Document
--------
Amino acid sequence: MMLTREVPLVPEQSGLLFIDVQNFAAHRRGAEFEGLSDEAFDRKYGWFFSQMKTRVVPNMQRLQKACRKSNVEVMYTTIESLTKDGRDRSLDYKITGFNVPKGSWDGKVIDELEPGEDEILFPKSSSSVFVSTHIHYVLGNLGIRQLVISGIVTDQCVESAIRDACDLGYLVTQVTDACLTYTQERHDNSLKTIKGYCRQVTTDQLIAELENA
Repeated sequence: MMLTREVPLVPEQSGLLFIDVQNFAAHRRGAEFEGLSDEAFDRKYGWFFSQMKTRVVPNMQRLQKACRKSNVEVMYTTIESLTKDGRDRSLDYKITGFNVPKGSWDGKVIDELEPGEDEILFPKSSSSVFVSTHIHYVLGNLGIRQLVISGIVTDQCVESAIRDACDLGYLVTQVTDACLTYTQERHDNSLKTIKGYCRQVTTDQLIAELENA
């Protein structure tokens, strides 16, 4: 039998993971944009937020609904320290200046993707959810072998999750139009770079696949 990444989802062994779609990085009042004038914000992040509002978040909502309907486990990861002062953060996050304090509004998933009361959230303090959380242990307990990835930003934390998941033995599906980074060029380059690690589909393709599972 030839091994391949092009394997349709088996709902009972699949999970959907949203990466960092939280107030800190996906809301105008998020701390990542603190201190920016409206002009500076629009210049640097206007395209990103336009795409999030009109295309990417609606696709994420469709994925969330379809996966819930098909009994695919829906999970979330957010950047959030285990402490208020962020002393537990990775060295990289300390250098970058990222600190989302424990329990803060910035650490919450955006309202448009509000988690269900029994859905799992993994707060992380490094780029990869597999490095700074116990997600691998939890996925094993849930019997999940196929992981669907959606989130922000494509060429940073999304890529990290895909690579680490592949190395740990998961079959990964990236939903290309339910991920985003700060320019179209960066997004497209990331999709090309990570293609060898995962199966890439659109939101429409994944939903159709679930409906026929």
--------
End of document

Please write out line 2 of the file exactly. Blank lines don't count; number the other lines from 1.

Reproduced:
Repeated sequence: MMLTREVPLVPEQSGLLFIDVQNFAAHRRGAEFEGLSDEAFDRKYGWFFSQMKTRVVPNMQRLQKACRKSNVEVMYTTIESLTKDGRDRSLDYKITGFNVPKGSWDGKVIDELEPGEDEILFPKSSSSVFVSTHIHYVLGNLGIRQLVISGIVTDQCVESAIRDACDLGYLVTQVTDACLTYTQERHDNSLKTIKGYCRQVTTDQLIAELENA